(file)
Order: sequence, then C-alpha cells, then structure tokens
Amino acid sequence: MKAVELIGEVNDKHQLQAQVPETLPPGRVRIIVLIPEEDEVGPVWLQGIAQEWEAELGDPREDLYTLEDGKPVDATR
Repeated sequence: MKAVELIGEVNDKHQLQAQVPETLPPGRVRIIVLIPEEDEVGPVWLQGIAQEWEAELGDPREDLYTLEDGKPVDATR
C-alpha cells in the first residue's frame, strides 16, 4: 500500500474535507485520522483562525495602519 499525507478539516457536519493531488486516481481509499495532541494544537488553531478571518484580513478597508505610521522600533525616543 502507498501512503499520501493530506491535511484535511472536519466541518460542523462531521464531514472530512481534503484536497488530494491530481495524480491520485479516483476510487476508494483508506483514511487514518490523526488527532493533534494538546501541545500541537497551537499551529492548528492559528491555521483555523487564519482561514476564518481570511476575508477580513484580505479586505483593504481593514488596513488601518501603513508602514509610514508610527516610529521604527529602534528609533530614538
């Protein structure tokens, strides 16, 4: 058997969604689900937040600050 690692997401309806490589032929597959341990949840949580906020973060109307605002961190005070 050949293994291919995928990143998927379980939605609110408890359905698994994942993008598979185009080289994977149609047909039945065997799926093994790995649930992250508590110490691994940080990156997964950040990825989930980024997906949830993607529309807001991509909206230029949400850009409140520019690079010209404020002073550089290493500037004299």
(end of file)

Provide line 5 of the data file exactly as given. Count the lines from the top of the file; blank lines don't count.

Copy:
């Protein structure tokens, strides 16, 4: 058997969604689900937040600050 690692997401309806490589032929597959341990949840949580906020973060109307605002961190005070 050949293994291919995928990143998927379980939605609110408890359905698994994942993008598979185009080289994977149609047909039945065997799926093994790995649930992250508590110490691994940080990156997964950040990825989930980024997906949830993607529309807001991509909206230029949400850009409140520019690079010209404020002073550089290493500037004299």